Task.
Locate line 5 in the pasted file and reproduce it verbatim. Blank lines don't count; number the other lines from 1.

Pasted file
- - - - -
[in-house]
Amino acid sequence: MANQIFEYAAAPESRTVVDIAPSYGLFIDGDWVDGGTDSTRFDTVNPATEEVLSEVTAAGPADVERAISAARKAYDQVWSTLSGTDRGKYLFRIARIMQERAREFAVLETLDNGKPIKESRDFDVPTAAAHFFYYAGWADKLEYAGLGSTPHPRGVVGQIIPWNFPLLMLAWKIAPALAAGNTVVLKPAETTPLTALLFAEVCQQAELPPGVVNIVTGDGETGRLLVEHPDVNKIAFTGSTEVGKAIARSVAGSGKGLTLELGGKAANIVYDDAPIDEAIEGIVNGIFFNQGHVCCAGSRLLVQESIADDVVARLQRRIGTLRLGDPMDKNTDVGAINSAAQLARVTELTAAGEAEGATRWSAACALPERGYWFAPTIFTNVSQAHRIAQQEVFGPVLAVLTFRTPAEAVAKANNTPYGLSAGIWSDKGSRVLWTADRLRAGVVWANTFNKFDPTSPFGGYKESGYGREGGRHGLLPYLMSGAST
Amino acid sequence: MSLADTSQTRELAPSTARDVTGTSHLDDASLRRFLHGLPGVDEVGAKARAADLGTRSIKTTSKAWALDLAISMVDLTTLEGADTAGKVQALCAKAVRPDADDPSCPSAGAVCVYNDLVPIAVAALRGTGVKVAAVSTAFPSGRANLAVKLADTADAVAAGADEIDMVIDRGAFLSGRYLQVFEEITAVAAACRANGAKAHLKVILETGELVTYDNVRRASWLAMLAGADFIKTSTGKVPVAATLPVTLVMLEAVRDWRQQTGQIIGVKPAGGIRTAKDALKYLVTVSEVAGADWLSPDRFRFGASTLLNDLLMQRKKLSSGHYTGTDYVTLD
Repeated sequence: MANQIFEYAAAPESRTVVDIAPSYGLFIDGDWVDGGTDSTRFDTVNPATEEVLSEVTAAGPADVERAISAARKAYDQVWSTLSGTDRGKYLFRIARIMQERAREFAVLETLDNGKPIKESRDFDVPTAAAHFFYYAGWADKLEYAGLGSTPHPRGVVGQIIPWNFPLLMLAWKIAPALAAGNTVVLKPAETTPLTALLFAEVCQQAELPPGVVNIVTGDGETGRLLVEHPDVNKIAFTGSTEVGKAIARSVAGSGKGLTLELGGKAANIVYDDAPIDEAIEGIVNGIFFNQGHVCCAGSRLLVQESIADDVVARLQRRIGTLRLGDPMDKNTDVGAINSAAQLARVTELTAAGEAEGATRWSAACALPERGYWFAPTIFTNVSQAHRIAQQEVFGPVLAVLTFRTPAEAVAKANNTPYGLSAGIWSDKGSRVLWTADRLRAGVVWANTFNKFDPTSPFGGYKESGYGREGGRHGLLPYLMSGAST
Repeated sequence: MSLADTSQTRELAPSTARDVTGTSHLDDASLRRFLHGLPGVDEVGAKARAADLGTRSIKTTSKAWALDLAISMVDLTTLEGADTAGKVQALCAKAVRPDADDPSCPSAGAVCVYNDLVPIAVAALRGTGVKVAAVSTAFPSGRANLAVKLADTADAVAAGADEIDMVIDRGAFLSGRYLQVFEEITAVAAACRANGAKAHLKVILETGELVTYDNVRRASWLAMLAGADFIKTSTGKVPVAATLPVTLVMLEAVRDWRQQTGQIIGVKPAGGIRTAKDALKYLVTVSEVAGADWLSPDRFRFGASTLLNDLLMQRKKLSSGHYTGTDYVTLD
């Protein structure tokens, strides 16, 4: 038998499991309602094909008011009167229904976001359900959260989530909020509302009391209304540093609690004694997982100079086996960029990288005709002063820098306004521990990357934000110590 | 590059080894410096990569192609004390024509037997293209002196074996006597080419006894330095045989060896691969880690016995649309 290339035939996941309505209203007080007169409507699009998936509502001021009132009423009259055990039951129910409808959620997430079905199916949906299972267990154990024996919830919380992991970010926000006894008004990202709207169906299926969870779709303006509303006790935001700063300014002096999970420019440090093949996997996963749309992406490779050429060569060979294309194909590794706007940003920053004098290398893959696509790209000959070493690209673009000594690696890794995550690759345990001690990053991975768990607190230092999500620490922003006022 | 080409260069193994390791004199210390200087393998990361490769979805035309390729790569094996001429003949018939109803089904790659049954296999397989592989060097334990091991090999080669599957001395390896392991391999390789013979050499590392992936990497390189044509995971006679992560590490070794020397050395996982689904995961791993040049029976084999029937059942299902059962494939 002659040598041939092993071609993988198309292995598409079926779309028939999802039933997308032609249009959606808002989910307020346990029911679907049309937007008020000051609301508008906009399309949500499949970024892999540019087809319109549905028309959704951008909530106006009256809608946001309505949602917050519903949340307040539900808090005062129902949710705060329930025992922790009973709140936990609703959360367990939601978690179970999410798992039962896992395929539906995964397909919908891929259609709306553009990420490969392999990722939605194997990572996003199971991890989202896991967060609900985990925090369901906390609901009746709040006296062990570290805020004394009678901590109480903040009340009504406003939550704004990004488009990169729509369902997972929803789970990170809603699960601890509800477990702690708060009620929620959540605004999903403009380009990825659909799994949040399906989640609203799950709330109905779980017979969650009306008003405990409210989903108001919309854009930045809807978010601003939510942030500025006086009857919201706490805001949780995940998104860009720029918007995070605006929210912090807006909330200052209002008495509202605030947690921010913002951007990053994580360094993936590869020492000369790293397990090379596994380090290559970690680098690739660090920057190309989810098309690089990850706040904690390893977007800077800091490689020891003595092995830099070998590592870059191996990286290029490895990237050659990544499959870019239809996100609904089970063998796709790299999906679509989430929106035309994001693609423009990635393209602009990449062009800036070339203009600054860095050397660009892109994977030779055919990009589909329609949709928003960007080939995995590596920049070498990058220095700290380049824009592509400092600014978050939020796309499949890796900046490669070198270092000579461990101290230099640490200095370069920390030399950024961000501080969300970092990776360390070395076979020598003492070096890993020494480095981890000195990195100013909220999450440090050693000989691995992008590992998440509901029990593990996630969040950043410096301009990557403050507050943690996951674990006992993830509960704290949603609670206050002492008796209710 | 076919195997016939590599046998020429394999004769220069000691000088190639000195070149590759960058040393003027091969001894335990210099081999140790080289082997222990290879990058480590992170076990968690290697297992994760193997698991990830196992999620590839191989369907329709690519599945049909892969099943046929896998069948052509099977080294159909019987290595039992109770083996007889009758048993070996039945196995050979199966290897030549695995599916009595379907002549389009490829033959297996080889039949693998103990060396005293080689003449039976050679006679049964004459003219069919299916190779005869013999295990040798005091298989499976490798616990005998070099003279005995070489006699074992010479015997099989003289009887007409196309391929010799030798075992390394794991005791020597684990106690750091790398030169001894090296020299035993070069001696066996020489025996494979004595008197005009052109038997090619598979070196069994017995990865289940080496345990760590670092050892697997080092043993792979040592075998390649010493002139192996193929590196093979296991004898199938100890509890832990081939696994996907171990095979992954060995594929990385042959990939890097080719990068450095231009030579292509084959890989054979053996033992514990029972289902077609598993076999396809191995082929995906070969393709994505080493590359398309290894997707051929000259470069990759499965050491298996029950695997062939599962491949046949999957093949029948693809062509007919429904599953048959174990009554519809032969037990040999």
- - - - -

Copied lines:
Repeated sequence: MSLADTSQTRELAPSTARDVTGTSHLDDASLRRFLHGLPGVDEVGAKARAADLGTRSIKTTSKAWALDLAISMVDLTTLEGADTAGKVQALCAKAVRPDADDPSCPSAGAVCVYNDLVPIAVAALRGTGVKVAAVSTAFPSGRANLAVKLADTADAVAAGADEIDMVIDRGAFLSGRYLQVFEEITAVAAACRANGAKAHLKVILETGELVTYDNVRRASWLAMLAGADFIKTSTGKVPVAATLPVTLVMLEAVRDWRQQTGQIIGVKPAGGIRTAKDALKYLVTVSEVAGADWLSPDRFRFGASTLLNDLLMQRKKLSSGHYTGTDYVTLD